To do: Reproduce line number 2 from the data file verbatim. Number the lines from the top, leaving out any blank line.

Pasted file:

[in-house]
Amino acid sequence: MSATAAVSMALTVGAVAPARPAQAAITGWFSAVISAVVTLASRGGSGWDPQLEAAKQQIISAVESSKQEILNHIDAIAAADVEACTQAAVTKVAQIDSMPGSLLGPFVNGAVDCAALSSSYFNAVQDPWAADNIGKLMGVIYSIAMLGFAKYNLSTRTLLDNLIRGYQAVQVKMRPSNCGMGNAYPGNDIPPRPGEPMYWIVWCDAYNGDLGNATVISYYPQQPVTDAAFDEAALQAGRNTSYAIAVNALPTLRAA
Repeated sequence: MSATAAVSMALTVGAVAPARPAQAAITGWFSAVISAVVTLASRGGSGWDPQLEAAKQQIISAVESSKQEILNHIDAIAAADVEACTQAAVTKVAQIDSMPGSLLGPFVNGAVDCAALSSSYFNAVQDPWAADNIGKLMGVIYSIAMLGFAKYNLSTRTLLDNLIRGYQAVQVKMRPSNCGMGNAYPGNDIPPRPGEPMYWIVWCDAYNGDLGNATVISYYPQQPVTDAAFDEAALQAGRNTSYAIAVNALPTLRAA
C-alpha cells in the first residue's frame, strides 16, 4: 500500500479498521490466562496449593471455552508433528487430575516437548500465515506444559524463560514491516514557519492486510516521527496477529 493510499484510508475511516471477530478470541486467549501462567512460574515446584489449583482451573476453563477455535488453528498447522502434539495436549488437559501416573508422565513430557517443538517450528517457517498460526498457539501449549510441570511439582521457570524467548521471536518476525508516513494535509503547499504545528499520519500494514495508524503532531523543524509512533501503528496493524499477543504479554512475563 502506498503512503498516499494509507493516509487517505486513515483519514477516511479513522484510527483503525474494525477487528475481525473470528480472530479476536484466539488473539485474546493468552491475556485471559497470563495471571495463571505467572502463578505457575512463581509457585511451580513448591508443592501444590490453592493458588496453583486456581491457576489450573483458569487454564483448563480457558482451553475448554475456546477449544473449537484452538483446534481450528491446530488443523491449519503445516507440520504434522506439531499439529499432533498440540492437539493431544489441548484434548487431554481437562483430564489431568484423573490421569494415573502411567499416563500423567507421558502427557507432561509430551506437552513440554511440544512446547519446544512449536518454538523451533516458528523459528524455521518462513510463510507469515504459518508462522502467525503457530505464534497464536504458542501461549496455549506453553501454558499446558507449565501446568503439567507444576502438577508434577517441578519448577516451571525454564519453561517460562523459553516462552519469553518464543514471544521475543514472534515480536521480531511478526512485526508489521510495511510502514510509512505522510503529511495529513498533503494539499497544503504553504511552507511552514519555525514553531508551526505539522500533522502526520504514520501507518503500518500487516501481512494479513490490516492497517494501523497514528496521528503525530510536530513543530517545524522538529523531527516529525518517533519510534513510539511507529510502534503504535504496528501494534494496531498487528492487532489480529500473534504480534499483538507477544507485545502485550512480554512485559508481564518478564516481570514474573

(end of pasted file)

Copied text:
Amino acid sequence: MSATAAVSMALTVGAVAPARPAQAAITGWFSAVISAVVTLASRGGSGWDPQLEAAKQQIISAVESSKQEILNHIDAIAAADVEACTQAAVTKVAQIDSMPGSLLGPFVNGAVDCAALSSSYFNAVQDPWAADNIGKLMGVIYSIAMLGFAKYNLSTRTLLDNLIRGYQAVQVKMRPSNCGMGNAYPGNDIPPRPGEPMYWIVWCDAYNGDLGNATVISYYPQQPVTDAAFDEAALQAGRNTSYAIAVNALPTLRAA